Furthermore, Yamabe et al. [64] evaluated the effect of oral EGCG (25, 50, or 100 mg/kg) administration in rats with subtotal nephrectomy plus STZ‐injection. After a 50‐day administration period, rats treated with EGCG showed suppressed hyperglycemia, proteinuria, and lipid peroxidation; however, there were only weak effects on the levels of serum creatinine and glycosylated protein. Further, EGCG reduced the renal accumulation of advanced glycation end‐product and its related protein expression in the kidney cortex as well as associated pathological conditions [64].

Varatharajan et al. [65] evaluated the antioxidant and pro‐oxidant effects of catechins‐rich oil palm leaves extract (OPLE) on DN. Rats were divided into control, diabetes, and diabetes + OPLE groups. Diabetes and diabetes + OPLE groups were administered an intraperitoneal STZ injection. Seventy‐two hours later, OPLE group received 1000 mg/kg of OPLE for 4 or 12 weeks. OPLE administration for 4 weeks attenuated renal dysfunction (hyperfiltration and proteinuria) and the development of glomerulosclerosis and tubulointerstitial fibrosis. Suppression of increased oxidative stress markers (8‐OHdG and lipid peroxides) and the fibrotic cytokine, TGF‐β1, was observed. OPLE also reduced renal expression of NADPH oxidase subunits p22phoxand p67phox. Surprisingly, identical dose of OPLE when administered to diabetic animals for 12 weeks caused worsening of renal dysfunction and elevation of lipid peroxides and TGF‐β1. These unfavorable effects were accompanied by increased expression of p22phox. Therefore, OPLE exerts both antioxidant and pro‐oxidant effects in DN depending on the duration of the treatment [65].

2.7. Soy protein

Soy has a high biologic value due to its essential amino acids, biologic active peptides, and nonprotein compounds, such as isoflavones, content.

Azadbakht and Esmaillzadeh [66] evaluated the effect of soy protein consumption on DN patients. A crossover clinical trial was conducted among 14 patients. One diet included 0.8 g/kg of protein of which 70% was animal protein and 30% vegetable protein. The other diet included the same protein amount of which 35% was animal protein, 35% soy protein, and 30% other vegetables protein. Both diets were prescribed in each phase of the trial for 7 weeks. There was a 4‐week washout between the two phases of the study. As showed by the results, soy protein consumption was able to reduce proteinuria in DN patients [66].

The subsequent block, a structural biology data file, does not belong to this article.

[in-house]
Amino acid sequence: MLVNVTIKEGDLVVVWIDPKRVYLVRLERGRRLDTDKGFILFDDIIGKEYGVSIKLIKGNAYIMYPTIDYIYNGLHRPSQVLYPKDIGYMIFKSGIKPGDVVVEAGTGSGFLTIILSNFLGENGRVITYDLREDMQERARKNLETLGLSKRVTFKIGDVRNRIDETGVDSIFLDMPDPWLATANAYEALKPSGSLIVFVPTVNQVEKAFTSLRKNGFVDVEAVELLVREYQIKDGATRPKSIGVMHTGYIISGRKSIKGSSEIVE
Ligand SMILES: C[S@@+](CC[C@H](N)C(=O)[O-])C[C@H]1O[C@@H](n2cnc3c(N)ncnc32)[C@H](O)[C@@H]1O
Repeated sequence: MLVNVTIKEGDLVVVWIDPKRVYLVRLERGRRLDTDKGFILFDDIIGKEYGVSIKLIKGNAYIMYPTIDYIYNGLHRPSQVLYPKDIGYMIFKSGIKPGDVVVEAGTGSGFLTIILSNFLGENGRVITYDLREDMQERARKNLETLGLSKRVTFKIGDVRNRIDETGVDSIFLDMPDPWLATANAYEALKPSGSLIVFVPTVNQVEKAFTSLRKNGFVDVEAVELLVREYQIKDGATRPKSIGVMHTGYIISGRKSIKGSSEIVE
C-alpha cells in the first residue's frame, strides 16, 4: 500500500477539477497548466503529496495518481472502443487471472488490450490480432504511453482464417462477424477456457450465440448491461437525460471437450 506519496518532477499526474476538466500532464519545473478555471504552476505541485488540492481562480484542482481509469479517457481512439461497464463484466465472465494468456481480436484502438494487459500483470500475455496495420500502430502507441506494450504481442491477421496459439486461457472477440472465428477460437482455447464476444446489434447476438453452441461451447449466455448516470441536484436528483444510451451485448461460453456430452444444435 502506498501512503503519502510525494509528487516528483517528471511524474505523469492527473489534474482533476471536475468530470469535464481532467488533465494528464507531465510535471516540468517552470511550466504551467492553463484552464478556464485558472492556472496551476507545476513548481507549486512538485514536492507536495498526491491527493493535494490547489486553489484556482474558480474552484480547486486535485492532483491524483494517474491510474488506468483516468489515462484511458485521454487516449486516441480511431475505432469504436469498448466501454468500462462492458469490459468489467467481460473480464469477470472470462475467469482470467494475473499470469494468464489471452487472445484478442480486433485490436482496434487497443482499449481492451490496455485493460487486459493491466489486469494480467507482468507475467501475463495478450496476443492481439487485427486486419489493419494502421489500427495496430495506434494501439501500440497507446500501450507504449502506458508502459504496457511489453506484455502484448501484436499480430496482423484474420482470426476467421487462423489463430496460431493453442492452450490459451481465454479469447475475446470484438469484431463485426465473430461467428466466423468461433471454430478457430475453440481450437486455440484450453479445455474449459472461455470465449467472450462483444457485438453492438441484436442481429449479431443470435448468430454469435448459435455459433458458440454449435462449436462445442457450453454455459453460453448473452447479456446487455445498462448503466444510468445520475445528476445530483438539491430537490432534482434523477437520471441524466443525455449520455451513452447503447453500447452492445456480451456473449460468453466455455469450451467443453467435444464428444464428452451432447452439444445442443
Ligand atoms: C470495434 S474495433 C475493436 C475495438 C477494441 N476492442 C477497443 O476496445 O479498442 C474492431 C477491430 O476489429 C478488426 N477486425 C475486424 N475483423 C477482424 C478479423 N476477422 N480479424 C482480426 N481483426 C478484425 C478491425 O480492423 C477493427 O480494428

Yeh et al. [67] investigated the effect of soybean β‐conglycinin on DN. Forty rats were induced diabetes by STZ intravenous injection. Then, rats were divided into five groups: control group fed with standard diet and four groups fed with NaCl. DN rats were divided into control group, DN + soy protein 7% group, DN + soybean β‐conglycinin 1.75 % group, and DN + soybean β‐conglycinin 3.5% group. Results shown that soy protein and β‐conglycinin were able to retard the progression of DN by increasing insulin sensitivity, regulating lipid metabolism, improving renal function, and inhibiting angiotensin‐converting enzyme activity [67].

2.8. Red propolis

Propolis is a natural polyphenol‐rich resinous substance collected by honeybees from a variety of plant sources [68]. Propolis is thought to improve human health and prevent disease [69]. Health‐promoting properties are attributed to its polyphenolic composition. Red propolis (RP) has been classified as a separate type of propolis based on its unique chemical composition, particularly rich in isoflavonoids [70]. Anti‐inflammatory and antioxidant properties have been attributed to RP [71, 72].

Teles et al. [73] evaluated the effect of RP in the 5/6 nephrectomy model. Rats underwent nephrectomy and, 30 days after surgery, they were divided into untreated nephrectomy and RP‐treated nephrectomy groups. Animals were observed for 90 days after surgery; RP‐treated group showed significant reduction of hypertension, proteinuria, serum creatinine, glomerulosclerosis, renal macrophage infiltration, and oxidative stress when compared to untreated rats.

RP treatment attenuated hypertension and structural renal damage in 5/6 nephrectomy model. Reduction of renal inflammation and oxidative stress could be involved in this protective effect.

2.9. Mediterranean diet

Nutritionists elaborated Mediterranean diet (MD) model from observations of the Northern Mediterranean countries food habits. These included consumption of whole grain cereals, vegetables and fruit, legumes, nuts, herbs, spices, fresh cheese from sheep and goat milk, fish, seafood, olive oil, and wine [74].